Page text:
Cited by 7 | PDF Full-text (866 KB) | HTML Full-text | XML Full-text
Abstract
The present paper reports on an investigation to monitor the drought status in Algerian forest covered areas with satellite Earth observations because ground data are scarce and hard to collect. The main goal of this study is to map surface energy fluxes with
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The present paper reports on an investigation to monitor the drought status in Algerian forest covered areas with satellite Earth observations because ground data are scarce and hard to collect. The main goal of this study is to map surface energy fluxes with remote sensing data, based on a simplified algorithm to solve the energy balance equation on each data pixel. Cultivated areas, forest cover and a large water surface were included in the investigated surfaces. The input parameters involve remotely sensed data in the visible, near infrared and thermal infrared. The surface energy fluxes are estimated by expressing the partitioning of energy available at the surface between the sensible heat flux (H) and the latent heat flux (LE) through the evaporative fraction (Λ) according to the S-SEBI (Simplified Surface Energy Balance Index) concept. The method is applicable under the assumptions of constant atmospheric conditions and sufficient wet and dry pixels over a Landsat 7 image. The results are analyzed and discussed considering instantaneous latent heat flux at the data acquisition time. The results confirm the relationships between albedo (r0), the surface temperature (T0) and the evaporative fraction. The method provides estimates of air temperature and LE close to reference measurements. The estimate of latent heat flux and other variables are comparable to those of previous studies. Their comparison with other methods shows reasonable agreement. This approach has demonstrated its simplicity and the fact that remote sensing data alone is sufficient; it could be very promising in areas where data are scarce and difficult to collect. Full article
(This article belongs to the Special Issue Land Surface Fluxes)
Open AccessArticle Modeling Net Ecosystem Exchange for Grassland in Central Kazakhstan by Combining Remote Sensing and Field Data
Remote Sens. 2009, 1(3), 159-183; doi:10.3390/rs1030159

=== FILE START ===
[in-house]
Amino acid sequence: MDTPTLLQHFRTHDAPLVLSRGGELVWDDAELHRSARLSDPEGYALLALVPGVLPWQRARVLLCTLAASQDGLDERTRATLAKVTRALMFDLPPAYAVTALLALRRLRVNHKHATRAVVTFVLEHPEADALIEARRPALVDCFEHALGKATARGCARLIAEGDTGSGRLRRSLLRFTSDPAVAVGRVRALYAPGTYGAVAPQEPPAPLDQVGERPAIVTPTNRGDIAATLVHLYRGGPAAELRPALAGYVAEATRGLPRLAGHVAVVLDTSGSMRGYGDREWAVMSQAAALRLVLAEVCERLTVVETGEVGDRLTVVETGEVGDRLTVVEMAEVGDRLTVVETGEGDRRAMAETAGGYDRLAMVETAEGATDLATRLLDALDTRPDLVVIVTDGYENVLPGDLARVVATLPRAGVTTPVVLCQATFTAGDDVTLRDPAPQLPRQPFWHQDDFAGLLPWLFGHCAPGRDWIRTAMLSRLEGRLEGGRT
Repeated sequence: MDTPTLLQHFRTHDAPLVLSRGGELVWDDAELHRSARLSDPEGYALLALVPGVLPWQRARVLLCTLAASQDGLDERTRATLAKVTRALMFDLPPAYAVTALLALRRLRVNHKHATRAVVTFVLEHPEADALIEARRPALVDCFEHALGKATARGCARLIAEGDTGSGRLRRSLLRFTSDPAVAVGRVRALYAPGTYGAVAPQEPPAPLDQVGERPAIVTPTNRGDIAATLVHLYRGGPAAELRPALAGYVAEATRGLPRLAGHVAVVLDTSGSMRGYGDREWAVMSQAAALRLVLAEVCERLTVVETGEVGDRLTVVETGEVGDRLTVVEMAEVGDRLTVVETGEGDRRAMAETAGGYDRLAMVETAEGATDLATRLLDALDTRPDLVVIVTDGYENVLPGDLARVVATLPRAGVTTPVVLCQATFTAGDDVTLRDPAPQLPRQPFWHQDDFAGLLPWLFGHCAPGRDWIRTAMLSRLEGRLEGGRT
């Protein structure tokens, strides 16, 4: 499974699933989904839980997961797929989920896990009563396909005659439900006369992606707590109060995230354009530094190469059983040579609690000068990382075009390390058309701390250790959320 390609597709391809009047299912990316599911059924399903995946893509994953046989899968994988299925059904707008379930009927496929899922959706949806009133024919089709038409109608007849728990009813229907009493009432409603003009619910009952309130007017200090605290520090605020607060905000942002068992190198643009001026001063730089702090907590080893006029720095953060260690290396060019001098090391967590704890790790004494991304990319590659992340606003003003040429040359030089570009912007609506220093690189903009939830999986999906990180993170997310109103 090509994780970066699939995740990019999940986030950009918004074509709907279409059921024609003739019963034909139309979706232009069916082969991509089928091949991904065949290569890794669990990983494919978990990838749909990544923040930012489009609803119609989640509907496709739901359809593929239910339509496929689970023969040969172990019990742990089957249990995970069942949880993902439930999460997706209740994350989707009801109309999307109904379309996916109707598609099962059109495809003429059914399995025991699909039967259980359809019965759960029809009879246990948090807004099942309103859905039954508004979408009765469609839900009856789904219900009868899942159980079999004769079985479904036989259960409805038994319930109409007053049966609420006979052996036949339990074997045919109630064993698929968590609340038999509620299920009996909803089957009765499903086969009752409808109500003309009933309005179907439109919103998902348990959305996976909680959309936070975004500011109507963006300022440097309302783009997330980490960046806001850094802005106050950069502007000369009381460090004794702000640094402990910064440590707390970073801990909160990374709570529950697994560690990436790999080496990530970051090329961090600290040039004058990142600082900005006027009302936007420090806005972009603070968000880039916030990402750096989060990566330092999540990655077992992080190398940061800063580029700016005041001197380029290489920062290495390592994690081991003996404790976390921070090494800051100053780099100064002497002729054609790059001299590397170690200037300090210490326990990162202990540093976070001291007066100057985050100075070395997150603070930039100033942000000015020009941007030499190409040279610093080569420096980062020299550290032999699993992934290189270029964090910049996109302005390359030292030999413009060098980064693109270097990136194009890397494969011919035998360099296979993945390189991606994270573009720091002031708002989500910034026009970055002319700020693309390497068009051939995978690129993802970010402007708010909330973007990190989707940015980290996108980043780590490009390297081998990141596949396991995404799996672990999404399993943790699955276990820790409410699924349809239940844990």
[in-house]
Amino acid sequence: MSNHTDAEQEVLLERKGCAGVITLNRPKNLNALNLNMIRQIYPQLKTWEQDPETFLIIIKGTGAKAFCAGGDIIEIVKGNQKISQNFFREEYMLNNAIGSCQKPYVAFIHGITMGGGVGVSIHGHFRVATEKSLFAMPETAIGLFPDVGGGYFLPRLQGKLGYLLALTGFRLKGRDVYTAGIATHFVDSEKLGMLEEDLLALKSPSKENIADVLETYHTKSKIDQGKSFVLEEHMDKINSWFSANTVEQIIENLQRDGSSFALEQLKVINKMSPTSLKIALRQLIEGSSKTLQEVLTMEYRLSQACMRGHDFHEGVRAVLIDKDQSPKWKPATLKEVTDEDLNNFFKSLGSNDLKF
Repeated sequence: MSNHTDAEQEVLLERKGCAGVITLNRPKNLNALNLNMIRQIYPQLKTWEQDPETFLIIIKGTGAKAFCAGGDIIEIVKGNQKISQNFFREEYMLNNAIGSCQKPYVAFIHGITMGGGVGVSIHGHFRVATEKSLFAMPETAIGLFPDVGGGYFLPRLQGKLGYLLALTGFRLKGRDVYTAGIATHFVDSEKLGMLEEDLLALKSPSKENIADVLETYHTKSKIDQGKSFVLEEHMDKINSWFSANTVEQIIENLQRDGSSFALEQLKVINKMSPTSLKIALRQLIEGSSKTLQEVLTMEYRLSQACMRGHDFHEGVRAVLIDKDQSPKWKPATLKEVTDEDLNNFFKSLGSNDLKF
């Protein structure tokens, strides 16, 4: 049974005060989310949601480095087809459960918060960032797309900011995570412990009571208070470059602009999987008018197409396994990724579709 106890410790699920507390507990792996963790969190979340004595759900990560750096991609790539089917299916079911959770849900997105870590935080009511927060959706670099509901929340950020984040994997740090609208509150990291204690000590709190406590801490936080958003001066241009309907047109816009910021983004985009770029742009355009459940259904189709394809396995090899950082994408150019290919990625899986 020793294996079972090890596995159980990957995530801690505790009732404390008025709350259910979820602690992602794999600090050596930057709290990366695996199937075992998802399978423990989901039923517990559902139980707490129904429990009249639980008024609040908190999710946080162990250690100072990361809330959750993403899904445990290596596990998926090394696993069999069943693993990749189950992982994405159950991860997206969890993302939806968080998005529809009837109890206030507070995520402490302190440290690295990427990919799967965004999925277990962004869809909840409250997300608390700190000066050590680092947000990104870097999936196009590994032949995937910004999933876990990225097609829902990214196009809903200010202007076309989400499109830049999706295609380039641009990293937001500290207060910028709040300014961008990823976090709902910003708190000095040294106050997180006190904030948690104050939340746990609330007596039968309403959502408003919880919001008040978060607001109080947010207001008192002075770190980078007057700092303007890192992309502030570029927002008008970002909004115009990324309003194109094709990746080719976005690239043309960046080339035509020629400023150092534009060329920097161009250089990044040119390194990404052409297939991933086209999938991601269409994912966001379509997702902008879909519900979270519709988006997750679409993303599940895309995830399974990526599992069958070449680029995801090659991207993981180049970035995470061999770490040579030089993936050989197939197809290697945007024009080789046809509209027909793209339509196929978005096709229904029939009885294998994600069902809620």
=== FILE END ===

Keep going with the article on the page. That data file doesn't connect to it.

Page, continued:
Received: 1 June 2009 / Revised: 7 June 2009 / Accepted: 30 June 2009 / Published: 6 July 2009
Cited by 14 | PDF Full-text (331 KB) | HTML Full-text | XML Full-text
Abstract
Carbon sequestration was estimated in a semi-arid grassland region in Central Kazakhstan using an approach that integrates remote sensing, field measurements and meteorological data. Carbon fluxes for each pixel of 1 × 1 km were calculated as a product of photosynthetically active radiation
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Carbon sequestration was estimated in a semi-arid grassland region in Central Kazakhstan using an approach that integrates remote sensing, field measurements and meteorological data. Carbon fluxes for each pixel of 1 × 1 km were calculated as a product of photosynthetically active radiation (PAR) and its fraction absorbed by vegetation (fPAR), the light use efficiency (LUE) and ecosystem respiration (Re). The PAR is obtained from a mathematical model incorporating Earth-Sun distance, solar inclination, solar elevation angle, geographical position and cloudiness information of localities. The fPAR was measured in field using hemispherical photography and was extrapolated to each pixel by combination with the Normalized Difference Vegetation Index (NDVI) obtained by the Vegetation instrument on board the Satellite Pour l’Observation de la Terra (SPOT) satellite. Gross Primary Production (GPP) of the aboveground and belowground vegetation of 14 sites along a 230 km west-east transect within the study region were determined at the peak of growing season in different land cover types and linearly related to the amount of PAR absorbed by vegetation (APAR). The product of this relationship is LUE = 0.61 and 0.97 g C/MJ APAR for short grassland and steppe, respectively. The Re is estimated using complex models driven by climatic data. Growing season carbon sequestration was calculated for the modelling year of 2004. Overall, the short grassland was a net carbon sink, whereas the steppe was carbon neutral. The evaluation of the modelled carbon sequestration against independent reference data sets proved high accuracy of the estimations. Full article
(This article belongs to the Special Issue Land Surface Fluxes)